WADADA LEO SMITH – A founding member of the AACM, Wadada has been one of the most creative composers and trumpeters in music for over half a century, and now in his 70s has finally attained the legendary status he deserves. As explained and illustrated in Downbeat, Wadada has created his own musical language Ankhrasmation, and his colorful scores are exhibited in galleries as paintings. A Pulitzer Prize finalist in 2013 for his masterwork about the Civil Rights Movement, Ten Freedom Summers, Wadada was the JazzTimes Artist of the Year in 2016 as well as a recipient of the coveted Doris Duke Performing Artist Award. Perhaps the only artist in history to be featured on the cover of Downbeat twice in less than a year, Wadada received a trifecta of awards in 2017 from that prestigious publication: Artist, Trumpeter, and Album of the Year, for his Cuneiform CD America’s National Parks.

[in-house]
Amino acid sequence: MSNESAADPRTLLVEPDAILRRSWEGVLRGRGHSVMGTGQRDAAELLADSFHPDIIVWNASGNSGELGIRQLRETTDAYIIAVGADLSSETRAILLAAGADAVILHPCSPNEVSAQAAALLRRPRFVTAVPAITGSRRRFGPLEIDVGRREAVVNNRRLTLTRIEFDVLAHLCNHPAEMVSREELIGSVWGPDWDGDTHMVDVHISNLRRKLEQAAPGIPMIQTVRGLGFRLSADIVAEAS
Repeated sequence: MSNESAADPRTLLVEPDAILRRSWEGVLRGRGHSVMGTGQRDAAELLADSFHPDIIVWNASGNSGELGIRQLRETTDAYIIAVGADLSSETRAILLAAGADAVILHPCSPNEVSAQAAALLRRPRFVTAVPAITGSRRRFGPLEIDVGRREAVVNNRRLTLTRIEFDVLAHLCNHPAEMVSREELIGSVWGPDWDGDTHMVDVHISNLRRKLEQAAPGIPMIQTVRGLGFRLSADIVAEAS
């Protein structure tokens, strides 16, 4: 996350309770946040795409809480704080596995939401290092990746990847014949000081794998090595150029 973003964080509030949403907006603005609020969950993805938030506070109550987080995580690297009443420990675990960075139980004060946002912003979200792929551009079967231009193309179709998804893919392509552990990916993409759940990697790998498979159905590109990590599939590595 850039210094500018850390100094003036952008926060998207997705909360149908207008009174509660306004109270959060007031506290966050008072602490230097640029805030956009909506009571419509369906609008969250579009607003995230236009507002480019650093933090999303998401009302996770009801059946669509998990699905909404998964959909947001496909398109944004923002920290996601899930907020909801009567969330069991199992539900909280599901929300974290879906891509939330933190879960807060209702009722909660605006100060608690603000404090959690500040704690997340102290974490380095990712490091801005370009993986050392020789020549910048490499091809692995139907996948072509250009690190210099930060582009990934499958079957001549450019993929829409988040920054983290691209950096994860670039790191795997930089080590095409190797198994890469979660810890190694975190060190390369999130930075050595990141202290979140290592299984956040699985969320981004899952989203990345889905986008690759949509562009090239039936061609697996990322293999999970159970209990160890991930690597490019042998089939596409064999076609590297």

To create that masterpiece Wadada expanded his Golden Quartet to create a Golden Quintet with Ashley Walters on cello, and their live performances were enhanced by the hypnotic visual imagery of video artist Jesse Gilbert. Wadada followed that with a solo tribute to Monk and an Oratorio for Rosa Parks with 15 musicians, video artist, and dancer, and continued to perform his spellbinding duo concerts with Vijay Iyer. Restlessly creative as ever in his 82nd year, Wadada has now formed a new ensemble he calls Purple Kikuyu – with Ashley, longtime drummer Pheeroan akLaff, and pianist Erika Dohi, which can be expanded to include two drummers and two pianists. Go hear them at the Big Ears Festival in Knoxville this Spring, or contact me to bring one of the music’s true originals to your stage.